I love my life as a writer, but I’m exceptionally fortunate. I spend my days thinking about things that interest me and then about how to express them, most often in fiction. I’ve done very little writing on things I didn’t choose to write about. I make my own hours. I often wish there were more hours in the day, but that desire’s not limited to writers! I also love that I have such flexibility: not only do I work on whatever I want in a given day, but I can jettison work if I need to look after my kids when they’re sick, or whatever. And then there’s the work of giving readings and interviews and meeting my readers. Although I sometimes resent the time away from my writing, and it can be anxiety-making to meet and talk with new people—and to be away from my kids, when this involves travel—it is also very, very gratifying to meet people who have been touched by my work. Given all this, the fact that writing generally pays little and unsteadily seems a small price to pay.

Could you describe your writing process? What part of the process do you enjoy most as a writer?
I’m not very systematic, and my process seems to vary a lot from one project to another. In most cases, a character or a dilemma pops into my head and takes hold of me and a story starts developing out of that person or problem. I have also written stories inspired by other stories and works of art. In all cases, what I most enjoy is seeing what can evolve, story-wise, from a given set of conditions: what development of plot or character would be most logical as well as most surprising? I also love tinkering with language. A good metaphor, mine, or more often, someone else’s, can send me over the moon ... metaphorically speaking.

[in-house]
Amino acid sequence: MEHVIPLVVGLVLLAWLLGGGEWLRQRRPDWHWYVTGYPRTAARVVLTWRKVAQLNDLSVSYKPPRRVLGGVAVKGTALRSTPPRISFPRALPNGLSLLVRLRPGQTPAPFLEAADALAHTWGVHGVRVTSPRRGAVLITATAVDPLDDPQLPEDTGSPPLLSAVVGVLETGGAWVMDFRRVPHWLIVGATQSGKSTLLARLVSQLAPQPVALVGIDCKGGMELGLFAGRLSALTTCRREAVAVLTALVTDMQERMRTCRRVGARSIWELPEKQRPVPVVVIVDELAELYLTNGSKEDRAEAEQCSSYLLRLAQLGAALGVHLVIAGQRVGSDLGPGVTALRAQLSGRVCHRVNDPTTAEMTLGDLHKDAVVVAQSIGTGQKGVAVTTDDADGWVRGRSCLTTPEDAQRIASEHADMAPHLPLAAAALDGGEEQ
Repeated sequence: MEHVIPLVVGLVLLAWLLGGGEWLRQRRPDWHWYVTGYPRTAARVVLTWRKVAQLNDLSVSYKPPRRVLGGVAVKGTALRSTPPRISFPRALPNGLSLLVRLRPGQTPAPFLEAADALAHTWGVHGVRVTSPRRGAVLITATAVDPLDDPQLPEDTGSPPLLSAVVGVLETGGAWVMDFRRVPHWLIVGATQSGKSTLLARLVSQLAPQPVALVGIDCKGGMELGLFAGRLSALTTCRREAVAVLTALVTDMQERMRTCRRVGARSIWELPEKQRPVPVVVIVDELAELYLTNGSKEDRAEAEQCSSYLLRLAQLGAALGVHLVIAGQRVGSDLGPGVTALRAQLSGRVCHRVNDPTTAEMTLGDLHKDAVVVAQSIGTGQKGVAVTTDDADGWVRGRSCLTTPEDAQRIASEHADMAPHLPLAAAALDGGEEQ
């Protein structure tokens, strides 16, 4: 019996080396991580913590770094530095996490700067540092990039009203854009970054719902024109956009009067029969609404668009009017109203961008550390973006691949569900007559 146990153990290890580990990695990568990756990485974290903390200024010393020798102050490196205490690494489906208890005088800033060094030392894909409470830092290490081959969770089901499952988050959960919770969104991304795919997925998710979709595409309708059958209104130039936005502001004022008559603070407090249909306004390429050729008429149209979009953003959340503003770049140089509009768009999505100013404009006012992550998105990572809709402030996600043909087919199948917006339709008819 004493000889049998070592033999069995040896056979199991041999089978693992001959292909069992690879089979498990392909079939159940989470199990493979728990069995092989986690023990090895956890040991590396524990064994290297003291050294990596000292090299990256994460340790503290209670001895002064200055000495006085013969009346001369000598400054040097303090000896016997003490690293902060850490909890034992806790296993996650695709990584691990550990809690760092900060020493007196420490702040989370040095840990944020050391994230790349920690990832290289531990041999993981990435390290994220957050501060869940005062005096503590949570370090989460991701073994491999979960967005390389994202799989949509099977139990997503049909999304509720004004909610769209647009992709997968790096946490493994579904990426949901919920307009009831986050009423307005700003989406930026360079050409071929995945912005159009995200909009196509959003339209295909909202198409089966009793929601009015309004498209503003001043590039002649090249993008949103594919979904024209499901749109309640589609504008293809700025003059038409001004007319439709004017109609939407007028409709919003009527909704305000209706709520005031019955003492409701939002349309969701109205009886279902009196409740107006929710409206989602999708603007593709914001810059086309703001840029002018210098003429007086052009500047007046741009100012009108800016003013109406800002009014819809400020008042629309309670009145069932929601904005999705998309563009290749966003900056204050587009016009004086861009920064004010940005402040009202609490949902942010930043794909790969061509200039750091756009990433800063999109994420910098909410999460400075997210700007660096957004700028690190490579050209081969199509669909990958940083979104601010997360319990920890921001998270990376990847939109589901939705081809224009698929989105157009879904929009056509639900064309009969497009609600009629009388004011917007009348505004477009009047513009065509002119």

What are your “writing” hours like? Where and when do you write best?
I write weekdays, 5:30-7 and 8-12. I’ve always written in the morning, but it used to be 8-2, till I had kids. Now I find I need to get up before the bustle of breakfast and teeth-brushing to make sure my first hour is given to imagination, not organisation. I can write almost anywhere, given relative solitude and quiet, but at home, I write in my study, which was designed by my husband and custom built for me into the attic of our home.

Was it difficult getting your first novel, The Toss of a Lemon, published in 2008? Did you experience much difficulty in finding an agent or a publisher?
Oddly smooth! I became friends with the wonderful Sri Lankan-Canadian writer Shyam Selvadurai (Funny Boy, Cinnamon Gardens) at the MacDowell Colony in New Hampshire, an artists’ retreat in New Hampshire. He heard me read from my novel there and generously offered to introduce me to his agent, Bruce Westwood. I had resolved on not showing the book to anyone in the publishing industry until I thought it was one draft away from publication, and although it took me eight years of writing to get to that point, I think it paid off in speed and ease once I was ready. By then, I was living in the US, and so I also approached an American agent. But the Westwood Agency won me over: Bruce is legendary in Canada; they represent many writers I had long admired; and they were passionate about my book. Once Bruce and his assistant Carolyn Forde were on the task, all went quickly! We had several bids in Canada within weeks. When Bruce showed the book to American publishers, we got a preemptive bid from Ann Patty at Harcourt USA within a week. It has also sold in five other countries.

Could you tell me a bit about The Toss of a Lemon? What was the seed of the novel? Did it evolve into a work different from what you imagined it to be? If so, how? What are some of the themes you dealt with in it? Were you conscious of these when you first set out to write the novel?